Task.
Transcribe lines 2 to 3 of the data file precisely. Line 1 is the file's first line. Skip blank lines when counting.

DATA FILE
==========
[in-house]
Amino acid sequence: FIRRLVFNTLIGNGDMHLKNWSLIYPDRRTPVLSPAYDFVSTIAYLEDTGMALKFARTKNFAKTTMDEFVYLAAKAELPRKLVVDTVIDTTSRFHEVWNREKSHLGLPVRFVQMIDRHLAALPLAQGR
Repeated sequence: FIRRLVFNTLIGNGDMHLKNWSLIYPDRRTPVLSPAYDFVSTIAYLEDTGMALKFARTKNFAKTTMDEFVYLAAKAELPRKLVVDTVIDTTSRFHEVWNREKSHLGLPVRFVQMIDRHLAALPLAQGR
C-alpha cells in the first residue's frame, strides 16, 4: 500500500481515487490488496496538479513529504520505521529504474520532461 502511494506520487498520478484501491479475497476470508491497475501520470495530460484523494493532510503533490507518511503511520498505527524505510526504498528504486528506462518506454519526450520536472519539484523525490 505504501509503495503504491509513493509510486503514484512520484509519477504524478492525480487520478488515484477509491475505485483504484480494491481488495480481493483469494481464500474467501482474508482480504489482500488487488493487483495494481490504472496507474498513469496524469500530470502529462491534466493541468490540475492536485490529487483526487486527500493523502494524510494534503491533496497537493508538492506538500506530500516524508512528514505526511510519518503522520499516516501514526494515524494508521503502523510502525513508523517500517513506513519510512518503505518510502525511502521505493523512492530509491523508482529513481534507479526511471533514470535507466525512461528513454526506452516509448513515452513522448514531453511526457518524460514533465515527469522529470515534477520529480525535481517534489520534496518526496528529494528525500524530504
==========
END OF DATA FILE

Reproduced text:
Amino acid sequence: FIRRLVFNTLIGNGDMHLKNWSLIYPDRRTPVLSPAYDFVSTIAYLEDTGMALKFARTKNFAKTTMDEFVYLAAKAELPRKLVVDTVIDTTSRFHEVWNREKSHLGLPVRFVQMIDRHLAALPLAQGR
Repeated sequence: FIRRLVFNTLIGNGDMHLKNWSLIYPDRRTPVLSPAYDFVSTIAYLEDTGMALKFARTKNFAKTTMDEFVYLAAKAELPRKLVVDTVIDTTSRFHEVWNREKSHLGLPVRFVQMIDRHLAALPLAQGR